We appreciate the interest in our recent article on tumor response measurements.1 Before this study was performed, we undertook an extensive review of the published literature and found no other similar reports. Unfortunately, the referenced Journal of Clinical Oncology abstract was not yet available and, to date, has not been published as a full article. Although our data may be contrary to that abstract and current practice, a correlation between early changes in tumor size as an accurate surrogate for survival has not been established. This concept has been propagated in clinical practice but not justified by scientific studies. Thus, although Drs. Oxnard and Schwartz suggest that our unexpected results should prompt reconsideration of our dataset and analyses, we believe the findings should prompt a reassessment of the underlying tumor biology and mechanism of therapeutic response.
We recognize that this was not the ideal study and that there were limitations. A larger, prospective, multi-institutional trial would have been better to control for variables, including clinical characteristics. However, we do believe that the study results are sufficient to raise concerns and to re-examine current tumor response criteria and measurement strategies.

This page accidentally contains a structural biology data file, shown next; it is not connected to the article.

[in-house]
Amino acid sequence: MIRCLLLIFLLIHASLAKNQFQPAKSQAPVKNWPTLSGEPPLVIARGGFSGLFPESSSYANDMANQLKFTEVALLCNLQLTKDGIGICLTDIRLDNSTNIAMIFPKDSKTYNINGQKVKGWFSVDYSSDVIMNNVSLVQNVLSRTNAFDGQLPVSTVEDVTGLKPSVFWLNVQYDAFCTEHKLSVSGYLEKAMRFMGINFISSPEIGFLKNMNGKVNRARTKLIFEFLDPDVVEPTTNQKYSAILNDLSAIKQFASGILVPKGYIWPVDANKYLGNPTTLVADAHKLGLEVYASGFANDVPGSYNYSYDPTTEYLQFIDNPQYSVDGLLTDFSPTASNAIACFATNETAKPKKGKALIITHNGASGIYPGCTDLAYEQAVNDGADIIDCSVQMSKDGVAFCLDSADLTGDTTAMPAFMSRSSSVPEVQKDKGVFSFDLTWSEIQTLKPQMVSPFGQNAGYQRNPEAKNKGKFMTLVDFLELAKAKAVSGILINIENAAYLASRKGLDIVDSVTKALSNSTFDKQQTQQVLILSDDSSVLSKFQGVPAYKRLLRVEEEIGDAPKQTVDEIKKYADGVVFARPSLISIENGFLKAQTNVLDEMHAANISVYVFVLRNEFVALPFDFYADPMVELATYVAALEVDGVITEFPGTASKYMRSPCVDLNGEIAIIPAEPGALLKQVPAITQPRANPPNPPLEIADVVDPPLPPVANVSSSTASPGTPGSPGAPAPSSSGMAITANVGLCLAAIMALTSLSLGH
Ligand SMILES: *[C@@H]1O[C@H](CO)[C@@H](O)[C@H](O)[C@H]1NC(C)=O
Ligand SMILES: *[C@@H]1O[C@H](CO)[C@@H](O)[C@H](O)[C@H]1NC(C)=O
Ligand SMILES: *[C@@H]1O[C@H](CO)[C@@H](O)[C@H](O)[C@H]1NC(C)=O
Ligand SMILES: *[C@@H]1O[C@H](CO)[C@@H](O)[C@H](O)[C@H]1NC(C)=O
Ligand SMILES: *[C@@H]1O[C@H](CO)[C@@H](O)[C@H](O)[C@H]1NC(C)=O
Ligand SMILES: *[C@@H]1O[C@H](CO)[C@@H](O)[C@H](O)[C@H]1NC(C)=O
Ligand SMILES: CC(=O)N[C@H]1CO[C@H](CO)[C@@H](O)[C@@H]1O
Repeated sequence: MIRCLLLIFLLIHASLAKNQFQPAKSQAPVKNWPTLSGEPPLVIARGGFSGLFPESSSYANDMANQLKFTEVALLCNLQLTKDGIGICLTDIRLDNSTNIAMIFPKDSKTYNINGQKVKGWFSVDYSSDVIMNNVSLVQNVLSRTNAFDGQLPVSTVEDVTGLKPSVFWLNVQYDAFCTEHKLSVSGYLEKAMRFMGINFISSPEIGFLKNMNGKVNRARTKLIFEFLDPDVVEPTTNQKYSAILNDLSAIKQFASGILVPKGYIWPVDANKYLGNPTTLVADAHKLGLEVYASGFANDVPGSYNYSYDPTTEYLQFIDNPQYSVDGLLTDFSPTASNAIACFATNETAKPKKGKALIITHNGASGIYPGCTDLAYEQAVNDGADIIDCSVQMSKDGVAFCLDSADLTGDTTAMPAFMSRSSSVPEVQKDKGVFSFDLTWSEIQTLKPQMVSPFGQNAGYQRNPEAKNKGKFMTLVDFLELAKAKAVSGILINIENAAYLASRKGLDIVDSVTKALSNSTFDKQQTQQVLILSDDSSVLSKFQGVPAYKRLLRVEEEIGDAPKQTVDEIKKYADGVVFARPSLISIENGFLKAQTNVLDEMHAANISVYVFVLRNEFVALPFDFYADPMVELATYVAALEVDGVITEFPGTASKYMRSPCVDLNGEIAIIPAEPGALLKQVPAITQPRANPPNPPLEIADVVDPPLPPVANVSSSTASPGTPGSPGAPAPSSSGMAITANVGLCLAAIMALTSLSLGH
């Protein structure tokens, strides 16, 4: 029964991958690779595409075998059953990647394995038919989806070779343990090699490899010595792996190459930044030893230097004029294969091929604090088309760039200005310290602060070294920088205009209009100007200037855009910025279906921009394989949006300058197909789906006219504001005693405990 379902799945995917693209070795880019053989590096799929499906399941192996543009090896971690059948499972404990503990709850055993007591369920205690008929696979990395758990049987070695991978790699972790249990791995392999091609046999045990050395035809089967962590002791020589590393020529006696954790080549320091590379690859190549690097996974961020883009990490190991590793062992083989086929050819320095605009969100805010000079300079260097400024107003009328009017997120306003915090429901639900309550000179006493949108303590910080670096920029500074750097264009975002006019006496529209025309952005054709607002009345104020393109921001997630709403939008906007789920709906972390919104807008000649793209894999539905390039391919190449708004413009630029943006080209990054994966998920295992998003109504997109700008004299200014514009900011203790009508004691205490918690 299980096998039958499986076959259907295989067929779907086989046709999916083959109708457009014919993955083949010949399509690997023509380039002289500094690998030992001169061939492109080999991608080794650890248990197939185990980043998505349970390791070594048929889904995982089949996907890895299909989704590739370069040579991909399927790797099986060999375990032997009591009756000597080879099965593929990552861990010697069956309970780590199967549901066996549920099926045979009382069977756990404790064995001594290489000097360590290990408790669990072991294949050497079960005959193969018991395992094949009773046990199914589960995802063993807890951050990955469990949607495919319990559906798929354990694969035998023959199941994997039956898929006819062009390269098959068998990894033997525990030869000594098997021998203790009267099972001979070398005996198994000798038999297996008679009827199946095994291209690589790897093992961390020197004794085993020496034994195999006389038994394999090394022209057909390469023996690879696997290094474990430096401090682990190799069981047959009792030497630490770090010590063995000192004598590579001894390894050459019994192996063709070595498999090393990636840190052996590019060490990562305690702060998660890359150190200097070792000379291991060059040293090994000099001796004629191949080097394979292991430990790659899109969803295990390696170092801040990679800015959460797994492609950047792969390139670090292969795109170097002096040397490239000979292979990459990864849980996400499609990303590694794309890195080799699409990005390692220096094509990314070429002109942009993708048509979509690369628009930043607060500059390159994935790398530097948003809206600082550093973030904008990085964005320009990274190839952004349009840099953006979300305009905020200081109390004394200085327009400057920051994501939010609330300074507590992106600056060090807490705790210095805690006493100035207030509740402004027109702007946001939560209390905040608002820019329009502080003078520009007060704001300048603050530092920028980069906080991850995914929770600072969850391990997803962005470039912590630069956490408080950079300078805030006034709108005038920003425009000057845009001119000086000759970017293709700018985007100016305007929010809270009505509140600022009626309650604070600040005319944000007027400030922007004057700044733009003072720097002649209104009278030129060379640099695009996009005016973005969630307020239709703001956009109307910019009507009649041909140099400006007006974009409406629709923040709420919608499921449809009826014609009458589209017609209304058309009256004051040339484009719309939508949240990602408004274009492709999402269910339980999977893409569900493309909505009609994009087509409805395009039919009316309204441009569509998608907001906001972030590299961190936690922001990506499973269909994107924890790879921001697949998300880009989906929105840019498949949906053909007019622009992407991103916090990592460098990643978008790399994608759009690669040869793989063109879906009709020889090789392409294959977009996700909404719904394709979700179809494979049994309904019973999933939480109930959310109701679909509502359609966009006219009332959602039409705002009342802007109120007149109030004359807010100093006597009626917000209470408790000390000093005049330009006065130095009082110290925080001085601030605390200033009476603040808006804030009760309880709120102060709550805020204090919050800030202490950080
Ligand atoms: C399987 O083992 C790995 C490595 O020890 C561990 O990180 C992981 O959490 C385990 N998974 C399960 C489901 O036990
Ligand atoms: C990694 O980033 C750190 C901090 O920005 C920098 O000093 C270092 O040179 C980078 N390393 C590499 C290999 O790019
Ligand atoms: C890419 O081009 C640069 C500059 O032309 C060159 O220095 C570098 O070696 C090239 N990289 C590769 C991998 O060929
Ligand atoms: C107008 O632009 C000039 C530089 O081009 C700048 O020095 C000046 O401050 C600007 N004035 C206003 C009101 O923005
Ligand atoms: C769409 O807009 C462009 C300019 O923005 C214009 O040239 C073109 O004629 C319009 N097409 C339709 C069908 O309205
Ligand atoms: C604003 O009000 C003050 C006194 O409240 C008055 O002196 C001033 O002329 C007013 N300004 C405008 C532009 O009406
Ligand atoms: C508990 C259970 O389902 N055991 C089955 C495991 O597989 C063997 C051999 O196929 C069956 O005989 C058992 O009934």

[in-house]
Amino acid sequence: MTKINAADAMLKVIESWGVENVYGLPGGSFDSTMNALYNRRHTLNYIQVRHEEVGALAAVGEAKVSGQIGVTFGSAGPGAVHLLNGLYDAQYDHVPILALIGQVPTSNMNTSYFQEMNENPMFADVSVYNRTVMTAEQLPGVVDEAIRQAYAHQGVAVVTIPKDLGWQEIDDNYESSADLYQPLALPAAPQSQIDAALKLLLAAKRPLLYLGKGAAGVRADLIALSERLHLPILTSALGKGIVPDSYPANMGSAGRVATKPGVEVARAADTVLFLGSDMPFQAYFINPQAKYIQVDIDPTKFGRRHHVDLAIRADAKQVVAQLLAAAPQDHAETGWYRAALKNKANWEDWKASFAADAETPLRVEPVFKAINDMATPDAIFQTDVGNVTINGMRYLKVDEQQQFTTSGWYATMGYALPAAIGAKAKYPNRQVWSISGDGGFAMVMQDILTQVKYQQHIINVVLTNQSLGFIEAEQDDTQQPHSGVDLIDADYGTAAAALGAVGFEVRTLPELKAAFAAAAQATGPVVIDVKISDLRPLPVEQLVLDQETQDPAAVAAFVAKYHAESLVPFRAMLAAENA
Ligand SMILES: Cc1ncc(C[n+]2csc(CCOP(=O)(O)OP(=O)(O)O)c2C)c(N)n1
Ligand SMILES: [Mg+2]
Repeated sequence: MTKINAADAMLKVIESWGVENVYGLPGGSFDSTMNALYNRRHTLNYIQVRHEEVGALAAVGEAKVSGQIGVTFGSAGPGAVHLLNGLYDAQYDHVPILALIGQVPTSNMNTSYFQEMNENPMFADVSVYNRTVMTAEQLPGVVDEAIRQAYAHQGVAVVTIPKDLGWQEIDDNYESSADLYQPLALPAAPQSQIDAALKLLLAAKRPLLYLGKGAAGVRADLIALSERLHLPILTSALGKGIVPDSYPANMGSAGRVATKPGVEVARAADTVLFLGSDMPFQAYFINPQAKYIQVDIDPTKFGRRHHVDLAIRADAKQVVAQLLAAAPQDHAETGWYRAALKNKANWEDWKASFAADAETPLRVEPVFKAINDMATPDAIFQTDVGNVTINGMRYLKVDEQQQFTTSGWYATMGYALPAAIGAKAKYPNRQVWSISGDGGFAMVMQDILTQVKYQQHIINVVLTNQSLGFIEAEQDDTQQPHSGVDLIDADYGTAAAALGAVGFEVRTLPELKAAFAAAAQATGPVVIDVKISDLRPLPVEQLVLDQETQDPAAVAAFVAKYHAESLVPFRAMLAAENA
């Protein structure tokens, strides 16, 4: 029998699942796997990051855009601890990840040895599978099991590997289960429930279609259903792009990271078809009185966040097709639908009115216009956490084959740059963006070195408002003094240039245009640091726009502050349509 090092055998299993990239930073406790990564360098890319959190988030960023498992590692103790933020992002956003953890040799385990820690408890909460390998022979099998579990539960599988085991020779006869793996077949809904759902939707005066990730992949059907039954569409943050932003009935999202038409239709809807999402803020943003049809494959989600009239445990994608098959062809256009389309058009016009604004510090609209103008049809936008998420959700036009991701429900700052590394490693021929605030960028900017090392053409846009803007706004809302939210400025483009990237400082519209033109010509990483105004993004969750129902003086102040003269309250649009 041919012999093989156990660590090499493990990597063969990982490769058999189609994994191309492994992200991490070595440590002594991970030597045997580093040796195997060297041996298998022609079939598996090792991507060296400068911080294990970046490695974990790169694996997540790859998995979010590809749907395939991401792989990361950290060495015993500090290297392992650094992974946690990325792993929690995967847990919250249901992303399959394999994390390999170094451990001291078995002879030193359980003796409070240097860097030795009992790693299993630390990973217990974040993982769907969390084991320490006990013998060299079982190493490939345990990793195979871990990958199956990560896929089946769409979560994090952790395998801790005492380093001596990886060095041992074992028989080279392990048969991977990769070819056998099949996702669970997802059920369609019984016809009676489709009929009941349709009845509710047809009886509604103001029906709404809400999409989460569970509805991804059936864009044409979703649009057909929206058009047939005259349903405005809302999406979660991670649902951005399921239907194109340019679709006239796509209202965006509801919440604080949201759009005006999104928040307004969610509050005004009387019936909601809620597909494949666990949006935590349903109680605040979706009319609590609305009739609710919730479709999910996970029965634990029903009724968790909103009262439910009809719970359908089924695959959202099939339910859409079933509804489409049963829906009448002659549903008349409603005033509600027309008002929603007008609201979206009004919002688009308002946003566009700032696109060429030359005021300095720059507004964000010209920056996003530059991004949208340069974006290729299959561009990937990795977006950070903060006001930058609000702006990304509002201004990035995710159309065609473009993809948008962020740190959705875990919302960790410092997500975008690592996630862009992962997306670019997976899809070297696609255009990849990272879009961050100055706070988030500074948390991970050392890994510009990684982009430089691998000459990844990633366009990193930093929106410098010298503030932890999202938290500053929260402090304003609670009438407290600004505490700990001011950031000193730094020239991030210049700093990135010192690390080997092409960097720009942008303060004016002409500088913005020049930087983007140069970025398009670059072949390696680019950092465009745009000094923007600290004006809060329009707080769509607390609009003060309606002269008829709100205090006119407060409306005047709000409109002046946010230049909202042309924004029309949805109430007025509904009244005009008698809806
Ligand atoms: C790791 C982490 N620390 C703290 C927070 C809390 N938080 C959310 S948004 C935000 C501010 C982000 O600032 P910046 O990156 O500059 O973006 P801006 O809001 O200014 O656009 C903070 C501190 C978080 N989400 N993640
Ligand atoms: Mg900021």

In our study, we decided to use a simple measurement approach, because the Response Evaluation Criteria in Solid Tumors (RECIST) guidelines were not designed as the optimal method to evaluate response. The number of measurements and response criteria used in RECIST were selected arbitrarily so that clinical trials could be standardized. Prior reports may suggest that measuring more lesions will be better than measuring fewer lesions, but the referenced study only correlated measurements to response and not to long-term survival. It remains unclear that measuring more lesions will be more accurate in predicting outcomes.
We agree with Drs. Oxnard and Schwartz that measurements for response need to be reconsidered. Although sophisticated imaging tools to monitor lesions have been developed, a better understanding of tumor biology is essential if we are to design response criteria as a substitute for survival. Ultimately, we can envision an accurate system that phenotypes tumors at the time of diagnosis, which would then determine the appropriate therapy. When such predictive markers are fully developed and validated, response guidelines will not need to rely on strict tumor measurements and conventional imaging criteria.